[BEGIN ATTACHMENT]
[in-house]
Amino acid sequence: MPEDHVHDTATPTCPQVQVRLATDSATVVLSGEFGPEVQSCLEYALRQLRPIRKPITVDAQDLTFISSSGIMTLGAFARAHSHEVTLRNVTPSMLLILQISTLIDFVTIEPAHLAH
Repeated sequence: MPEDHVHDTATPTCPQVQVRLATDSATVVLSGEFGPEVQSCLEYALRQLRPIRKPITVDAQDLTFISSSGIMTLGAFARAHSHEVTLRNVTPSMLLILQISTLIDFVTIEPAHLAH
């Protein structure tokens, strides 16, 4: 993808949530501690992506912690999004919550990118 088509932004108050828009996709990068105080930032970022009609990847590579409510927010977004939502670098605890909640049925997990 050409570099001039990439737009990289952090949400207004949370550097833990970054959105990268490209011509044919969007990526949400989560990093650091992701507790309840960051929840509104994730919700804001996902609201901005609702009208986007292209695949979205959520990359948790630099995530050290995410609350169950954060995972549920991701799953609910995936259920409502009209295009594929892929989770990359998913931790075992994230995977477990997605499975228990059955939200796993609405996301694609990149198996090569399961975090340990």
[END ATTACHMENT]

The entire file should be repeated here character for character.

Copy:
[in-house]
Amino acid sequence: MPEDHVHDTATPTCPQVQVRLATDSATVVLSGEFGPEVQSCLEYALRQLRPIRKPITVDAQDLTFISSSGIMTLGAFARAHSHEVTLRNVTPSMLLILQISTLIDFVTIEPAHLAH
Repeated sequence: MPEDHVHDTATPTCPQVQVRLATDSATVVLSGEFGPEVQSCLEYALRQLRPIRKPITVDAQDLTFISSSGIMTLGAFARAHSHEVTLRNVTPSMLLILQISTLIDFVTIEPAHLAH
């Protein structure tokens, strides 16, 4: 993808949530501690992506912690999004919550990118 088509932004108050828009996709990068105080930032970022009609990847590579409510927010977004939502670098605890909640049925997990 050409570099001039990439737009990289952090949400207004949370550097833990970054959105990268490209011509044919969007990526949400989560990093650091992701507790309840960051929840509104994730919700804001996902609201901005609702009208986007292209695949979205959520990359948790630099995530050290995410609350169950954060995972549920991701799953609910995936259920409502009209295009594929892929989770990359998913931790075992994230995977477990997605499975228990059955939200796993609405996301694609990149198996090569399961975090340990």